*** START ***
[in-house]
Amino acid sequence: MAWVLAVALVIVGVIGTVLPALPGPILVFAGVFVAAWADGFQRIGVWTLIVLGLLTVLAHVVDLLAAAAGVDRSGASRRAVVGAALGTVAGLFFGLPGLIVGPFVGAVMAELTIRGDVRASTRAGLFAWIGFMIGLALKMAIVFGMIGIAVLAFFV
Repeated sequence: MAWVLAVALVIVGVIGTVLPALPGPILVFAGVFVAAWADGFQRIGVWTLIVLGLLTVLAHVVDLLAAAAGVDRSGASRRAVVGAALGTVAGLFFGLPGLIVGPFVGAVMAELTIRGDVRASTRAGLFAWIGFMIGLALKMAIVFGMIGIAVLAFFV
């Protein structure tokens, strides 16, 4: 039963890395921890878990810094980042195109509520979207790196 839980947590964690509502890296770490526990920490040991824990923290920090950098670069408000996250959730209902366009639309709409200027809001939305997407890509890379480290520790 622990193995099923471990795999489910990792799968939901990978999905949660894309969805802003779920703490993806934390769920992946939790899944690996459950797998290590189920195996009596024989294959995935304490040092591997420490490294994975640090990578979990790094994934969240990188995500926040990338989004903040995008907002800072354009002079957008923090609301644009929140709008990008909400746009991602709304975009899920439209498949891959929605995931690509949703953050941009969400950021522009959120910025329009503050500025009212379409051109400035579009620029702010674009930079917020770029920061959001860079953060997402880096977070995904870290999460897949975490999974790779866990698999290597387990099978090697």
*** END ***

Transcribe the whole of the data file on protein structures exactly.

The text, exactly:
[in-house]
Amino acid sequence: MAWVLAVALVIVGVIGTVLPALPGPILVFAGVFVAAWADGFQRIGVWTLIVLGLLTVLAHVVDLLAAAAGVDRSGASRRAVVGAALGTVAGLFFGLPGLIVGPFVGAVMAELTIRGDVRASTRAGLFAWIGFMIGLALKMAIVFGMIGIAVLAFFV
Repeated sequence: MAWVLAVALVIVGVIGTVLPALPGPILVFAGVFVAAWADGFQRIGVWTLIVLGLLTVLAHVVDLLAAAAGVDRSGASRRAVVGAALGTVAGLFFGLPGLIVGPFVGAVMAELTIRGDVRASTRAGLFAWIGFMIGLALKMAIVFGMIGIAVLAFFV
């Protein structure tokens, strides 16, 4: 039963890395921890878990810094980042195109509520979207790196 839980947590964690509502890296770490526990920490040991824990923290920090950098670069408000996250959730209902366009639309709409200027809001939305997407890509890379480290520790 622990193995099923471990795999489910990792799968939901990978999905949660894309969805802003779920703490993806934390769920992946939790899944690996459950797998290590189920195996009596024989294959995935304490040092591997420490490294994975640090990578979990790094994934969240990188995500926040990338989004903040995008907002800072354009002079957008923090609301644009929140709008990008909400746009991602709304975009899920439209498949891959929605995931690509949703953050941009969400950021522009959120910025329009503050500025009212379409051109400035579009620029702010674009930079917020770029920061959001860079953060997402880096977070995904870290999460897949975490999974790779866990698999290597387990099978090697």